On April 7, the Speed Art Museum will open a show dedicated to the life of Breonna Taylor and the worldwide events and protests that followed after her murder. In a city still in the grips of pain and division, “Promise, Witness, Remembrance” is a major step for a large institution to put itself directly in the midst of such a sensitive topic. For the Speed, it represents a challenge to itself to be a better steward of arts to the whole community and not just a select few.
“It’s been a year in which everything going on in Louisville has challenged us to think about how an art museum serves its community at times like this,” said Stephen Reily, director of the Speed. “As the year went on, we really thought about what an institution, and communities that are going through trauma, are supposed to do. How do we each find our way to help? Our way is art.”
To spearhead the project, the Speed tapped Allison Glenn whose long resume of community and creative engagement put her at the top of the list of people who could pull together the many moving parts of a show like this. Glenn’s other work includes a position as associate curator at Crystal Bridges Museum of American Art, work with Prospect in New Orleans and Fore at the Studio Museum in Harlem. She has written for Art Papers, Hyperallergic and Art21 magazine.
“Art helps us understand the moment,” Glenn explained when asked why Breonna Taylor’s life and death have inspired so much artmaking. Glenn adds that her life and murder “represents a lot” about who we all are and experiences we’ve all had.
For a major museum to take on such a project seems unusual, and Glenn said that “museums often represent a tone deafness and haven’t reflected the contemporary cultural moment.”
She feels it is time to address these issues head on.
In response, she pulled together a team of national advisors that included strategists like Mecca Brooks, artists and art facilitators like Theaster Gates, Jon-Sesrie Goff, Amy Sherald, Hank Willis Thomas, historian Dr. Allison K. Young and members of other families touched by police and racist violence such as Raymond Green (cousin of Alton Sterling and retired military officer) and La Keisha Leek (artist advocate and cousin of Trayvon Martin.)
The work of the Speed’s Community Engagement Strategist Toya Northington helped put in place a team in Louisville that included the family of Breonna Taylor, a team of artists, activists, researchers, community members and mental health professionals to help shape the local timbre of the show.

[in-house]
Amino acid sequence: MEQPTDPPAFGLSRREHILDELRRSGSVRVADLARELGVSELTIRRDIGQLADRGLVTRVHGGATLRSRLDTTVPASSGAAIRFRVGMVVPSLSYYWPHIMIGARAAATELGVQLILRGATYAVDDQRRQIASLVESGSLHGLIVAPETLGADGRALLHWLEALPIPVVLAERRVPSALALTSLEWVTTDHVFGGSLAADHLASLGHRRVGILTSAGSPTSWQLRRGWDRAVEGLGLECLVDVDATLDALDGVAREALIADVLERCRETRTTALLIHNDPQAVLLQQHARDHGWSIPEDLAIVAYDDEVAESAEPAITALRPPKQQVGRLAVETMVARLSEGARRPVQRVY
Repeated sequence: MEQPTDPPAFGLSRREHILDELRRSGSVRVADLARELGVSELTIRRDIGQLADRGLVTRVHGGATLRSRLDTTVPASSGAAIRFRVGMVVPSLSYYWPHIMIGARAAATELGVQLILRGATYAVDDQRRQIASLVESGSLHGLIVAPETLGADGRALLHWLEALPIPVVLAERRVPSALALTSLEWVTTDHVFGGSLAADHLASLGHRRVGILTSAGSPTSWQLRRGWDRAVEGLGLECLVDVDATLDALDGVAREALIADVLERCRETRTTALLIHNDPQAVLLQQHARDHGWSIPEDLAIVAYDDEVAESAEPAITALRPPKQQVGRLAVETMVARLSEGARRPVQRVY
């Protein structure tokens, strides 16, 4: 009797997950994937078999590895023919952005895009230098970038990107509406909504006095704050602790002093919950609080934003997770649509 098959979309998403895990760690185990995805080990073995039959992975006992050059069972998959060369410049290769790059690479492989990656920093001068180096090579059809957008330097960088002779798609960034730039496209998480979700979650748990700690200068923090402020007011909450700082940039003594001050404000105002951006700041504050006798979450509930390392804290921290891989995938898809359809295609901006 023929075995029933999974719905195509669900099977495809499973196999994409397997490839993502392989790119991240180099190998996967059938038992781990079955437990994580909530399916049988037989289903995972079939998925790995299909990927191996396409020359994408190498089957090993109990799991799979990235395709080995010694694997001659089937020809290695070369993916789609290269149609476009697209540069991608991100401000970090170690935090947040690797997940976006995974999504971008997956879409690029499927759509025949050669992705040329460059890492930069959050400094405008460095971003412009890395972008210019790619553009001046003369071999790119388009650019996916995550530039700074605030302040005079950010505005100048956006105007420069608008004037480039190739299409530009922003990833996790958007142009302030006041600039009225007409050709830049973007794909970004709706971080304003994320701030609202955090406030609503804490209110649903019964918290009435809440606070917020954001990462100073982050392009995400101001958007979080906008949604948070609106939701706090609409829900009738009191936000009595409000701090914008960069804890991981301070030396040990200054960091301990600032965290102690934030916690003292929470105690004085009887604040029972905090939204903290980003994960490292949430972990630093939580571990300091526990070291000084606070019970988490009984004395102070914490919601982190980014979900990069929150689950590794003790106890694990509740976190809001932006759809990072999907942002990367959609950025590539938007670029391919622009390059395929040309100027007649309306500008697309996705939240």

“The challenge is blending those voices,” Northington said. “Finding a way that we are actually reflecting on Breonna Taylor but it also reflects on it from a national pandemic — as a means of saying, ‘Okay, Breonna Taylor is a part of a larger issue,’ but also making sure we capture the local issue. So what specifically her killing meant to us and means to us. For a lot of the Black community, that changed our lives forever.”
It is important that the show, which will include both national and local artists and participants, serves the place and community in which it opens. Getting to this point hasn’t been simple with so many voices at the table.
“It’s not an easy thing to do because there are so many different points of view. Black people aren’t a monolith, we all have different perspectives and ways and methods,” said Northington. “But also artists are different and their ways and perspectives are different. You have a lot of creative people in the room, and we’re really wanting to collaborate and co-create.”
For Glenn, the guiding light has been how the family feels about the show.
“We’re actually a part of the exhibit team,” said Ju’Niyah Palmer, Breonna Taylor’s sister. “So we’re working with them as they’re doing that. So, I actually think it’s a nice idea.”
According to Palmer, the family has decided to include some of Breonna’s personal things in the show. What those will be hasn’t been decided, but the show promises to touch those who knew her and those who should know about her.
The show, and parking, will be free and open to the public.
‘Promise, Witness, Remembrance’
Opens April 7
The Speed Art Museum
2035 S 3rd St.